Whatcom Museum partners with Bellingham Public Schools on a variety of programming supporting arts in education.
During the winter/spring exhibition of Images of Resilience: Chicano Art and its Mexican Roots at the Whatcom Museum’s Lightcatcher building, nearly 400 Bellingham Public Schools students participated in the “Art FUNdamentals” program. The program was a three-part educational series which included a pre-tour visit to classrooms, an interactive gallery tour and a hands-on studio experience at the museum. As part of the program, students from seven schools learned about traditional Mexican art and the artists that inspired the 1960s Chicano Art Movement. They viewed the art pieces hanging in the museum gallery with a museum educator, discussed Mexican-American and Chicano culture and identity while exploring their own heritage, and created a work of art onsite at the museum that explored their own identity/culture.
Photos 1 to 4: Museum educator Mary Jo Maute leads elementary students through the exhibit on Chicano art
Photos 5 to 9: Northern Heights students create art inspired by their walk through the exhibit.
Art Career Day is another program offered by the museum reaching out to high school students who may be aspiring artists. Now in its twentieth year, Art Career Day offers onsite sessions with artists and art schools. Students from all four high schools in the district attended. Students participated in a keynote session and five other workshop sessions they chose, meeting with college representatives, area artists and art businesses. (Photos 10 and 11: High school students with Seattle artist Alfredo Arreguin and artist Christen Mattix)
Most recently, the Family Interactive Gallery (FIG) at the Whatcom Museum hosted an event for families prior to the solar eclipse in Aug. 2017 and partnered with the district on making attendance accessible to families. (Photos 12, 13 and 14)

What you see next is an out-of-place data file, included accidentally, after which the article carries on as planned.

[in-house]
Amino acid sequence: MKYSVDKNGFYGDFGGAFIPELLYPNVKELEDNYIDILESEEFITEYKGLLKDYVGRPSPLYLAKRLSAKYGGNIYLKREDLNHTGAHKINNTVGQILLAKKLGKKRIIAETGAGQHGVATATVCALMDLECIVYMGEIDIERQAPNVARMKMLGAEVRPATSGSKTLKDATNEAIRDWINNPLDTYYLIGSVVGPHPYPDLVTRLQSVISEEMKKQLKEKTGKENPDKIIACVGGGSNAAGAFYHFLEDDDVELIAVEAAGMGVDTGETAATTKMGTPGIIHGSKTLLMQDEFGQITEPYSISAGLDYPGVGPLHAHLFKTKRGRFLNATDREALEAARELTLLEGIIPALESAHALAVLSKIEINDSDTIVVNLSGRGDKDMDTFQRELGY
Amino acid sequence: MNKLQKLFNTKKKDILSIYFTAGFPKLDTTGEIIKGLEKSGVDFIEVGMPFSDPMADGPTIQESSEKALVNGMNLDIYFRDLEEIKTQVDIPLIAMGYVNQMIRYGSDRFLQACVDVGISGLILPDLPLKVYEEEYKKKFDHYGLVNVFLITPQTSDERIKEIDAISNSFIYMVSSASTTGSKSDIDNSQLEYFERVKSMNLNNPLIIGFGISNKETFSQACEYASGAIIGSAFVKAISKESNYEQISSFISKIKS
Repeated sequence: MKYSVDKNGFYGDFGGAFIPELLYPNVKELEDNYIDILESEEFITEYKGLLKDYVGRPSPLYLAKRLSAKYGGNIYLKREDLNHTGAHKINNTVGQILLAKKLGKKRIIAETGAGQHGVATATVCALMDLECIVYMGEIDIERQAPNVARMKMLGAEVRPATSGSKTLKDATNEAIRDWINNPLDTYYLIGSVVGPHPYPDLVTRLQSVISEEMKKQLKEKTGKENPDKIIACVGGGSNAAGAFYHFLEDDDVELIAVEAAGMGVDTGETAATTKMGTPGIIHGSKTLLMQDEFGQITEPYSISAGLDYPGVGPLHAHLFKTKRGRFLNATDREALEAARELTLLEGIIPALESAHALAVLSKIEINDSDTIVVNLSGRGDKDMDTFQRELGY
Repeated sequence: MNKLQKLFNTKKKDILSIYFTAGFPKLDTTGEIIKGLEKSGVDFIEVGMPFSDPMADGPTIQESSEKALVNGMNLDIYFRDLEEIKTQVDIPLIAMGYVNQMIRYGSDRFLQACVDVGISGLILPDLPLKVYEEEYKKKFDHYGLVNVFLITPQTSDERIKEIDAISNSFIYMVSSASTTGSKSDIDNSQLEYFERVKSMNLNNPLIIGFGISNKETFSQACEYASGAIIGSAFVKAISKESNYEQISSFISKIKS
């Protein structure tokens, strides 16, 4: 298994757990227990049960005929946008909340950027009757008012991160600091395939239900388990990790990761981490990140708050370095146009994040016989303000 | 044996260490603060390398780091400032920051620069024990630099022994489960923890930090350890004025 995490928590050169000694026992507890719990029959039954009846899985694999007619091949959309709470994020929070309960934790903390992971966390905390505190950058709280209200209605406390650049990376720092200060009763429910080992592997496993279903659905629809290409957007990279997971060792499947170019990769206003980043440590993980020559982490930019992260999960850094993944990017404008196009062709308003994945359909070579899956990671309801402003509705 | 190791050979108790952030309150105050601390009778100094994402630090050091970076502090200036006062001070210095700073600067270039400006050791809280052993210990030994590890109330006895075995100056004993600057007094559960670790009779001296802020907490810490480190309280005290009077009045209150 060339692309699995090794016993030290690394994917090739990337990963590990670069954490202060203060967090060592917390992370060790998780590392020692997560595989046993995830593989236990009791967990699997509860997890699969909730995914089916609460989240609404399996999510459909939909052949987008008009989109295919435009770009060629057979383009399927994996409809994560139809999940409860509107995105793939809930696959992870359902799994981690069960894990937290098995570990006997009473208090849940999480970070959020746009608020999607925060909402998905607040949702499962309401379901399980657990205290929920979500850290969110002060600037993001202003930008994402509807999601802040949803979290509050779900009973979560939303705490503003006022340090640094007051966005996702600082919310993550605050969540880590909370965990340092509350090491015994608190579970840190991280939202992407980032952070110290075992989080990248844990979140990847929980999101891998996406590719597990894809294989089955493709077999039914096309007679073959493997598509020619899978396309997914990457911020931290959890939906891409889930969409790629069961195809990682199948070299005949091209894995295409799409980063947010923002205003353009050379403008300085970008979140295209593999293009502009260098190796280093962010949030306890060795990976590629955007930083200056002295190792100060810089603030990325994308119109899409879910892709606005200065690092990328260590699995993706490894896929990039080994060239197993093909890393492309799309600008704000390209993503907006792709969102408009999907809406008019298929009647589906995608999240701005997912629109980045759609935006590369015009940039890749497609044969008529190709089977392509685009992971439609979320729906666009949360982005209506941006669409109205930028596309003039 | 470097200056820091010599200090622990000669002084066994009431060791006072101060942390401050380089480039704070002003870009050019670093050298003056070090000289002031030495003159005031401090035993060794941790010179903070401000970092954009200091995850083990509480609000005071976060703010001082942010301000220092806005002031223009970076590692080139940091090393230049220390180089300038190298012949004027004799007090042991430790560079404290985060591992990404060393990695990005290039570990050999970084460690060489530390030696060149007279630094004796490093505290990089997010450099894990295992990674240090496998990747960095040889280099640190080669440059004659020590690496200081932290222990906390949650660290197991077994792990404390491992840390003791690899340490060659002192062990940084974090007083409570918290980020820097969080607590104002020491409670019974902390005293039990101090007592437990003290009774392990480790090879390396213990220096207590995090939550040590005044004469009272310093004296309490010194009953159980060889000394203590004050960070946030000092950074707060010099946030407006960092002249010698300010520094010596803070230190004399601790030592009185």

Museum staff Mary Jo Maute and Susanna Brooks took time to respond to a few questions about their recent Arts Fundamental programming.
Describe what the students experienced when they visited the museum and viewed the artwork on display in the Chicano exhibit, or in any exhibit?
Brooks: The museum visit provides students with the opportunity to come face-to-face with works of art, a unique opportunity for teachers and their students to engage in a visual and tangible way with objects while stimulating conversations outside the classroom walls. The museum provides a safe and neutral place for dialogue to occur. The Chicano art exhibition, in particular, introduced students to traditional Mexican art and culture and Mexican American or Chicano art and culture. The exhibition gave students a safe place in which to confront their own ideas about multicultural identity.
Maute: Students we worked with in the Images of Resilience exhibit were very excited to see the colorful and interesting art in the huge gallery with brightly painted walls. They loved seeing the recurring skeleton theme and learning more about Dia de los Muertos. Minority students were very proud to see work of Mexican American artists featured at the Whatcom Museum and to learn more about the rich history of Mexican artists and culture. They also loved the studio project which asked them to select an animal that represented their personality and created a colorful patterned marker drawing based on Alfredo Arreguin’s work and the Alebrijes carving tradition.
The three-part Art FUNdamentals program is designed with these goals: to bring students to a cultural center to see original art; to introduce students to art history, contemporary art teaching, and important historical and cultural movements; to provide techniques for looking at and talking about art in a group setting (developing visual literacy and visual thinking strategies); to give students an opportunity to respond creatively to works of art or themes in a studio setting using materials they may not have regular access to; and to introduce students to elements of art and design as they create a work of art.
Was there any memorable moment of students being moved by the museum experience?
Brooks: I experienced this during my tours. I had a few students open up to me after the tour and share that they were grateful to learn the difference between being Mexican, Mexican American or Chicano. They always thought these identities were one and the same. They felt the tour helped them better understand the complex relationship between ethnicity and culture from multiple perspectives. They were especially intrigued by the piece titled Sun Mad, a socio-political print about the deadly pesticides that Mexican American farmworkers are still exposed to today.
Information on school tours and workshops can also be found online.
For more information and to schedule a Whatcom Museum tour program, contact firstname.lastname@example.org.